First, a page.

Can you get an anatomical imbalance from yoga practice?
Ashtanga – The Methodology Behind the Postures: Part 2
I recently received a good question from Kara. She asks, “Hi David, I have a question about your opinion on primary series. In your opinion, is it bad for the body to practice just primary series for an extended period of time (more than a few years)? I know all bodies and circumstances vary, but was wondering anatomically what your thoughts on this were. Thanks!”
The simple answer is that there is a point, anatomically speaking, that doing the same postures over and over again, such as primary series, can create an overall imbalance in structures and tissues.
As you point out, bodies and circumstances vary, and consequently, the point at which doing the same movements creates an anatomical imbalance from yoga practice, varies too.
It’s unlikely that when we first begin doing an Ashtanga practice, we have a perfectly balanced structure. More likely is that we come to the practice with a compilation of what I often call “converging histories”. We arrive as beginners to the Ashtanga yoga practice with a collection of patterns in our body based on factors such as: our genetic history, the activities we do, injuries we’ve sustained, and others. (I talk about this more in my book Functional Anatomy of Yoga)
The primary series of Ashtanga vinyasa, when repeated over time, also creates a particular set of patterns in the body.
And, depending on the imbalances we come with, doing primary series can undo some of those patterns. In fact, it often does. The question is, at what point does the pattern of primary series slip over some edge and become an anatomical imbalance from yoga practice that is detrimental?
In general, I would say that it takes at least a few years for us to start approaching that edge and most people doing primary series six days a week under the guidance of a good teacher would move on from the primary series within 3 years. Of course, there will always be exceptions. However, in today’s world, not everyone has the ability, desire, or time to commit to the practice in that way. For me, this is where the patterns themselves increase their potential to become harmful.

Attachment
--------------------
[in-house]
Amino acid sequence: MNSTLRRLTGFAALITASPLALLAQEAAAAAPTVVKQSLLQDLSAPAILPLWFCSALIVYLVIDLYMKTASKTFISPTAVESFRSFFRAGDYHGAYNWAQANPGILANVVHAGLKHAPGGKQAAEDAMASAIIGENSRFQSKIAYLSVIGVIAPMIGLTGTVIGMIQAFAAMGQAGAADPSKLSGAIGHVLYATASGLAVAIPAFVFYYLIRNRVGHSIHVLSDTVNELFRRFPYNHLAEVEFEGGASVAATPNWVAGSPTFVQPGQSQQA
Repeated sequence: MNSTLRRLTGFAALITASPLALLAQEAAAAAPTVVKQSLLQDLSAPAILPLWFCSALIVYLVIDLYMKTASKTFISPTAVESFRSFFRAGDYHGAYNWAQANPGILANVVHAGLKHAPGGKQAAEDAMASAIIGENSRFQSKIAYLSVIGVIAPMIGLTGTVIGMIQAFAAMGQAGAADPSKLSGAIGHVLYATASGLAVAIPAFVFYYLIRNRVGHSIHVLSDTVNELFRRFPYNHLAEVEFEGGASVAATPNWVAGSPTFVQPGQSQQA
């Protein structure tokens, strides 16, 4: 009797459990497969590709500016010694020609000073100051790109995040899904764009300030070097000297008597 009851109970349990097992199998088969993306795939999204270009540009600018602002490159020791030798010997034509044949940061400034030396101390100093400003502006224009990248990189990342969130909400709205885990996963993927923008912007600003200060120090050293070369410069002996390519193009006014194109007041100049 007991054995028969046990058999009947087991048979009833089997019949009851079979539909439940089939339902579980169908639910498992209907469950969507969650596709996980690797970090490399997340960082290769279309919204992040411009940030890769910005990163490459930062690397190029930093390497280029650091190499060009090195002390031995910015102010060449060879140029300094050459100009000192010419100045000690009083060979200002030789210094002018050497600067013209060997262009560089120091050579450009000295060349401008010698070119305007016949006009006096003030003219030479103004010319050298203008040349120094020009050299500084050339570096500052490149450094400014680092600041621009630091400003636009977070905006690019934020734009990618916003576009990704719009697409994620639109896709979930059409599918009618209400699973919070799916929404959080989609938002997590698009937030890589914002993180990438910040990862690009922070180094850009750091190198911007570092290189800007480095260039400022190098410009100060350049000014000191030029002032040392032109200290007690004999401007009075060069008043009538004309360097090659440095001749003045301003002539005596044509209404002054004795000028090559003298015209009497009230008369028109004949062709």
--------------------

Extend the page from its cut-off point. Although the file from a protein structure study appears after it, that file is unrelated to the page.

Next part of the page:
In a way, I would say that the practice (if it could) assumes that you are going to practice daily and move into the intermediate series within a couple of years. After all, back in the day when these sequences were created, practitioners did dedicate themselves to daily practice. Primary and intermediate series together lay the groundwork for a much more balanced practice than either of them on their own.
Our yoga practice, does not happen in isolation, however. The patterns created by repetition of the series interact with our other patterns, activities, etc. Our yoga practice, in this case the primary series, becomes one of our converging histories. The cumulative result of all of our converging histories can be imbalances in body structures and tissues. It is this cumulative activity that we should look to when we are evaluating whether an anatomical imbalance from yoga practice is occurring.
There are many intentions that we can work with in the Ashtanga yoga practice and ONE of our intentions is likely around physical wellness attributes: increased range of motion, increased flexibility, and/or increased strength.
Primary series, anatomically speaking
Although most people think of primary series as a bunch of forward bends, I personally believe it to be much more nuanced than that. Unfortunately, the other anatomical aspects either get glossed over or avoided to emphasize only the forward bend. This may be the most obvious overdoing of a particular pattern in primary series. Anatomically, primary series emphasizes external hip rotation, anterior pelvic tilt, and an increased length in the back of the body overall. Moving through the entire primary series also requires stability and strength in the shoulder girdle in order to repeat the vinyasas that come between each side of the posture and the postures themselves. Doing chaturanga so many times has to be built up over time to avoid overworking the shoulders and creating problems.